So my friends have left me in Suwon for the hot, sunny, tropical landscape of Malapascua island in the Philippines. Last minute deals are excellent, and if you know you have vacation coming up you should always, always put aside major purchases in case you get a sweet deal the last minute. In my case, the purchase was a computer, and I will never be that stupid again. Still though, it works out since one of us had to watch our pets, so I've taken the dog, Fozzie, for a few days while my friends lie on the beach. A fair trade? Well, for Christmas Fozzie ate all the cat's food and then threw it up on my bed! You do the math. I'm really not this bitter in real life, though, and can see the humour in this whole situation... seriously.
I took him for a very long walk today and we wandered around a park in Suwon several blocks down the road from my neighbourhood, near Ingyedong. I'm so flaky, I always forget to write down the name of these places I visit, but honestly, it's pretty much the only park near Ingyedong with an amphitheatre and cool statues (including a war memorial or two) everywhere. I had a lovely walk, everyone I passed either smiled at me and the crazy poodle or looked genuinely frightened. I understand completely; Fozzie may be small, but he is ferocious. Not.
Enjoy the pictures!
The park is on quite a large hill, and has a surprisingly good view of the South end of the city!
This is the amphitheatre where once my friends and I stumbled upon the finale of a free concert. As we arrived, everyone turned around and stared at us. I felt sorry for taking all the attention away from the musicians and we left; the whole time feeling the burning stares and hearing the girly giggles. I doubt I'll go to another performance in Suwon.
As I said, there were beautiful statues and memorials everywhere. It makes me feel more patriotic than I ever felt in Canada, even. Well that's a lie, actually. I am a very patriotic Cape Bretoner!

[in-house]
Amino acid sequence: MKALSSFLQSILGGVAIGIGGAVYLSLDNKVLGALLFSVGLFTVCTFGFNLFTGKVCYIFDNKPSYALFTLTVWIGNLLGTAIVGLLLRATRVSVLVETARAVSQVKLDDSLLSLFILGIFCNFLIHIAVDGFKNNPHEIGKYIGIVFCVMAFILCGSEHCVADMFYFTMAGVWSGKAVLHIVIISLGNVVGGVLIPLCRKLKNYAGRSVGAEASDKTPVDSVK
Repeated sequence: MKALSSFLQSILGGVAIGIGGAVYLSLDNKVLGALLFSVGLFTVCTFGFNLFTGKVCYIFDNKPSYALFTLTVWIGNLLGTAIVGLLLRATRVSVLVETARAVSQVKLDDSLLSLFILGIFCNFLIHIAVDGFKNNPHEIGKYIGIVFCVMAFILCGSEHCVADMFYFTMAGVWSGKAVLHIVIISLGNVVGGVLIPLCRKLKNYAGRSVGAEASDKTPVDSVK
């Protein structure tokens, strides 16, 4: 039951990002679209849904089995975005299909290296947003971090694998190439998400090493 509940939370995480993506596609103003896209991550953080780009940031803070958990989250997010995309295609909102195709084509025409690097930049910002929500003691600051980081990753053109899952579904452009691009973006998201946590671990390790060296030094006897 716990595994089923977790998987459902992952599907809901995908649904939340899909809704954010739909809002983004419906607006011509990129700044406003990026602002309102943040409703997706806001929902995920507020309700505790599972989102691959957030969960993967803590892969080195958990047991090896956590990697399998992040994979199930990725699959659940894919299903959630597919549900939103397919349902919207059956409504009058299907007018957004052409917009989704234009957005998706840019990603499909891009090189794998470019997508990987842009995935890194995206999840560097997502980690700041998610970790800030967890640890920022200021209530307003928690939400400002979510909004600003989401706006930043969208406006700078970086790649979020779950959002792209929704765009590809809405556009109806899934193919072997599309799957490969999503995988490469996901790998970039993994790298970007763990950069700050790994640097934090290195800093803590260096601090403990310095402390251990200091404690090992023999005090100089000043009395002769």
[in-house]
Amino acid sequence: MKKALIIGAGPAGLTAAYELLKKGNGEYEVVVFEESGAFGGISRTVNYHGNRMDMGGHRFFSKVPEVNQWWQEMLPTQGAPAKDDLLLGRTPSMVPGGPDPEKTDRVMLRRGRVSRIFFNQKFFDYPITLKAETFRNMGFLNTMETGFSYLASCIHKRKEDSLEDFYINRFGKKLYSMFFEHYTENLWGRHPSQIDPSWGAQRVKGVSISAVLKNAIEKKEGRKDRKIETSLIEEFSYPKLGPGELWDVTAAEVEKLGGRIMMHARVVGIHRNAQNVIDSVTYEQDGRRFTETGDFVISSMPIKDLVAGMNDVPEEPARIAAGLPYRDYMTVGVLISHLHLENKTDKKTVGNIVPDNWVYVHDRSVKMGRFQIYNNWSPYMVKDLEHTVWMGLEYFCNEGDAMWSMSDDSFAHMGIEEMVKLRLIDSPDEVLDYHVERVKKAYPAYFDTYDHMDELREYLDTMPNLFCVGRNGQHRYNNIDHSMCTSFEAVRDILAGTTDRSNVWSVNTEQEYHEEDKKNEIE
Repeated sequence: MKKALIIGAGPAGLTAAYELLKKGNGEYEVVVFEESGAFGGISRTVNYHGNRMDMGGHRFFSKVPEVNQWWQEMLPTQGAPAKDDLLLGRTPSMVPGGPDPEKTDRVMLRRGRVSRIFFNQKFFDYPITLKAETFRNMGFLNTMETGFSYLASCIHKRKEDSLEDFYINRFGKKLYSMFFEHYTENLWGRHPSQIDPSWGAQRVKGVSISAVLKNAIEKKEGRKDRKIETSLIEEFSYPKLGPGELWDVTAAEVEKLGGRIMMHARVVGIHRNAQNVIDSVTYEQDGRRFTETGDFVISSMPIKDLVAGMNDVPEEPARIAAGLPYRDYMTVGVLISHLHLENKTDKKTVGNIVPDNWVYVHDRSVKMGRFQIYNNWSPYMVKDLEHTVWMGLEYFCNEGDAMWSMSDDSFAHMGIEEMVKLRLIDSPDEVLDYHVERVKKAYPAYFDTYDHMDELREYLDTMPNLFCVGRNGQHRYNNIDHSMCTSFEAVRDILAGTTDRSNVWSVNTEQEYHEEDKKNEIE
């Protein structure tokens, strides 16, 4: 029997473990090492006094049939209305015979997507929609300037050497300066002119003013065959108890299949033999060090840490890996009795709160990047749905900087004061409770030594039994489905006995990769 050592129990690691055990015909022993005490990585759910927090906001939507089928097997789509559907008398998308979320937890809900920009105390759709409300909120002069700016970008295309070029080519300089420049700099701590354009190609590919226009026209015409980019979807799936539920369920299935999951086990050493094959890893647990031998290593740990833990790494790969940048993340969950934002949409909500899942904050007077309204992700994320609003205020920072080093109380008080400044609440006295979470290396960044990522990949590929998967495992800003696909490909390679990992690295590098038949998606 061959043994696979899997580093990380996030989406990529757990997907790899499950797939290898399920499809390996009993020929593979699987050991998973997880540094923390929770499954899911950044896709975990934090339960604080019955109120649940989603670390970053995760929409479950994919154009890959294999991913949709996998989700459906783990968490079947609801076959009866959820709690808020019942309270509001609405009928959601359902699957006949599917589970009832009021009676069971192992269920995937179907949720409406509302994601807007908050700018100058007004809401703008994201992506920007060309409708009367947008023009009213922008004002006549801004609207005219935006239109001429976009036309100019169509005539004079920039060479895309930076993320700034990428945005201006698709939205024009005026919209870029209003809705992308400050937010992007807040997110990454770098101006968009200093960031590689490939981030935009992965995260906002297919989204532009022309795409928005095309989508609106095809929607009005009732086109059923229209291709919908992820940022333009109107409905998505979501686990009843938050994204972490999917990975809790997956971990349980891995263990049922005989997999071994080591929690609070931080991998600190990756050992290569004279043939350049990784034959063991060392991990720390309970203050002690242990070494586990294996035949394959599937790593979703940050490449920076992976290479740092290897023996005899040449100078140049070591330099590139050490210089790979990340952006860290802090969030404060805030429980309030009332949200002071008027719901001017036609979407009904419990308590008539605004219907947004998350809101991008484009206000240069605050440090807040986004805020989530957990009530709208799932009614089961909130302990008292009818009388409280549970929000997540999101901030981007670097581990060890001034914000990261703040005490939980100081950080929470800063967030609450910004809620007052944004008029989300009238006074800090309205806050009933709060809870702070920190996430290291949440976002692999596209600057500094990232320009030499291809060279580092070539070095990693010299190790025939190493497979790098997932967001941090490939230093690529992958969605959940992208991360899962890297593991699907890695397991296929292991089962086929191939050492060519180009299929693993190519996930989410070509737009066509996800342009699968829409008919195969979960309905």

This memorial monument was really grand and beautiful. I suppose the war is still fresh in the minds of many Koreans. I often see older men in wheelchairs and wonder if they were maimed or wounded during the war. Very sad when you think about it...
It took some getting used to, seeing these Buddhist symbols all over Korea. I didn't realize that this is where the Nazi's got the idea for their swastika. In Buddhism, it symbolizes good fortune and as I hit my five-month mark in Korea, it no longer has a bad meaning for me- not that I would ever have it tattooed to my body or anything, but the symbol itself is not a symbol of hatred or facism and many people in the world don't know that. I sure didn't!
Maybe I'm going too far with this, but the Korean obsession with all things White even goes back to Jesus! I'm sure Jesus would have loved Korean children too, so why not paint a picture with Korean kids in it? Maybe more would convert...?
This is the jjimjilbang I sometimes frequent! Yeah, it's awkward being naked in front of a gazillion staring Korean women, but you get used to anything. I love the saunas, and the mineral baths are to die for, and it costs less than 10 bucks for 24 hours (if you want to stay 24 hours... it's entirely up to you). You can also get the traditional Korean "scrubdown" which is too invasive for my liking, or you can get a vigourous massage by the women who work there.
Ah, the Centreble. The only place I know of where I can use my Canadian bank card. And the name is to die for! Only a Korean could have come up with such a great combination of English names for potential shopping buildings.